(Immigration and Asylum Chamber) Appeal Number: EA/03045/2016
THE IMMIGRATION ACTS
Heard at Newport
Decision & Reasons Promulgated
8 November 2018
26 November 2018
MR C M G OCKELTON, VICE PRESIDENT
UPPER TRIBUNAL JUDGE GRUBB
THE SECRETARY OF STATE FOR THE HOME DEPARTMENT
For the Appellant: In person.
For the Respondent: Mr C Howells, Senior Home Office Presenting Officer.
DETERMINATION AND REASONS
1. The appellant is a national of Latvia. She appeals with permission to this Tribunal against the decision of Judge Fowell in the First-tier Tribunal dismissing her appeal against the decision of the respondent on 24 February 2016 refusing her application for a residence card confirming a permanent right of residence in the United Kingdom.
2. At the hearing before Judge Fowell the appellant's husband, also a national of Latvia, appealed against a similar decision. In his case Judge Fowell allowed the appeal, because although the full facts became apparent only at the hearing, the evidence then produced was clearly sufficient to show that he had, at the date of the decision, been residing in the United Kingdom in accordance with the Immigration (European Economic Area) Regulations 2006 (SI 2006/1003) ('the Regulations') for a continuous period of five years: he has been for the whole of the relevant period in employment as an NHS doctor. The appellant's position is, however, as Judge Fowell said, less straightforward.
3. A certain amount of confusion may have arisen from assumptions that the appellant's status as a national of a Member State herself, rather than merely the wife of one, had been ignored. It does not appear to us that that particular factor has any bearing on the case. The permanent right of residence is acquired by an EEA national, like the appellant, in the circumstances prescribed by art 16.1 of the Citizens Directive 2004/38/EC, as transposed into the Regulations at reg 15(1)(a), which are that she 'has resided in the United Kingdom in accordance with these Regulations for a continuous period of five years'. "In accordance with these Regulations" means, in effect, that for the whole of a continuous period of five years she would need to show that her presence and activity in the United Kingdom was permitted by the Citizens Directive or the Regulations.
4. The history is not in any serious doubt. The appellant and her husband have been in a relationship together for a considerable time. They came together to the United Kingdom in 2010. The appellant's husband came to work and as we have said has been doing so ever since. The appellant came as a student: she first studied at Southampton Solent University and undertook a course there which ended in about November 2013. She then trained with a view to offering beauty therapy on a self-employed basis. The training ended in February 2014, and she then registered as self-employed for tax purposes. There is evidence of her pursuing that activity in the two following tax years at least. On 28 August 2015 she and her husband were married. She is now again a student, and also of course the wife of her EEA national husband (who accompanied her to the hearing).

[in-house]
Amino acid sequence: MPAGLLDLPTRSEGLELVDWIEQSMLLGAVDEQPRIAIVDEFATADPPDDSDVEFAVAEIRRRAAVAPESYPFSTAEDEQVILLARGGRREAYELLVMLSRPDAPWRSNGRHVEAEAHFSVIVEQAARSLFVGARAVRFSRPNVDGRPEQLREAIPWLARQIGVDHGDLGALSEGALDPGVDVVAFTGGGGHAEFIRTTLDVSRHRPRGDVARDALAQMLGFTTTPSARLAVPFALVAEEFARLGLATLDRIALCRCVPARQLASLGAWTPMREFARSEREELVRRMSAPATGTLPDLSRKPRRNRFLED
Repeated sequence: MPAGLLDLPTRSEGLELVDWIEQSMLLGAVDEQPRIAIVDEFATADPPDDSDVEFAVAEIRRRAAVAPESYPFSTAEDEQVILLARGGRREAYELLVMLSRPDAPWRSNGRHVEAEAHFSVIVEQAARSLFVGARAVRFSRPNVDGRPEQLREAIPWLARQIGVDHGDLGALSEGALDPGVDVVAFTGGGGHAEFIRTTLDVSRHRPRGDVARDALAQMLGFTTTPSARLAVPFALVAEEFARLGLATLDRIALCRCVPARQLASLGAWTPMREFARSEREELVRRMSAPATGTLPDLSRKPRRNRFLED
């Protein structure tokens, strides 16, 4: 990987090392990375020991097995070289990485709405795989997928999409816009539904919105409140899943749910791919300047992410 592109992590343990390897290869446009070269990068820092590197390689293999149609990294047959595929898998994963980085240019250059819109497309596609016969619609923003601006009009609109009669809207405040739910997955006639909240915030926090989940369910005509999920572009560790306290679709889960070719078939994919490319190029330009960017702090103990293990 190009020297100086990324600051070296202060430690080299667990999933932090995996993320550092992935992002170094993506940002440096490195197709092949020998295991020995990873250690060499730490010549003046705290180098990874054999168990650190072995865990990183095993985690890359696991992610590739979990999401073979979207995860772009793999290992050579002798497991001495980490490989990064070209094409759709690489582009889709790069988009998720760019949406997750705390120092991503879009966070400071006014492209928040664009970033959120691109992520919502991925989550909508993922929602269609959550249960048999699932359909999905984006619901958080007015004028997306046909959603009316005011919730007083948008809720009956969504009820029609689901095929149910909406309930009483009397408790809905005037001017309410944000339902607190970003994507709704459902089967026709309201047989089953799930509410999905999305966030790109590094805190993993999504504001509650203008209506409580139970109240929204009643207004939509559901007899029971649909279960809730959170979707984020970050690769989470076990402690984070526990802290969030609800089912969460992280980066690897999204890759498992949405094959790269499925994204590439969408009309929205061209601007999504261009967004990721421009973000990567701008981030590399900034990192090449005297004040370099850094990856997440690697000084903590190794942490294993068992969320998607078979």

5. The problem is that that history does not, as the judge noted, show any continuous period of five years of presence in accordance with the Regulations. That is because there is and was no evidence of the actual pursuit of the self-employed activity during the tax year 2013-4. She stopped being a student in November 2013; but even if her subsequent training were to be regarded as being a student that itself finished in February 2014, and there was apparently no self-employed tax return for the year. Thus the appellant's actual (as distinct from desired, hoped-for or fully-trained for) activity in the period from February to the end of the tax year is not established, and it follows that the evidence does not establish that for that period she was residing in accordance with the Regulations. That period prevents any continuous period of five years lawful residence between 2010 and the present from being established. She began with a period as a student, and in more recent years has qualified as a self-employed person, a spouse and a student, but in between there is a gap.
6. For these reasons, as we attempted to explain at the hearing, the present appeal cannot succeed. The appellant's presence in the United Kingdom now is clearly lawful, and she is well on the way to establishing a continuous period of five years residence in accordance with the Regulations, but had not done so at the date of the decision against which she appeals, and has not done so yet.
7. For these reasons we dismiss the appeal to this Tribunal and affirm Judge Fowell's decision.
C. M. G. OCKELTON
VICE PRESIDENT OF THE UPPER TRIBUNAL
IMMIGRATION AND ASYLUM CHAMBER
Date: 13 November 2018.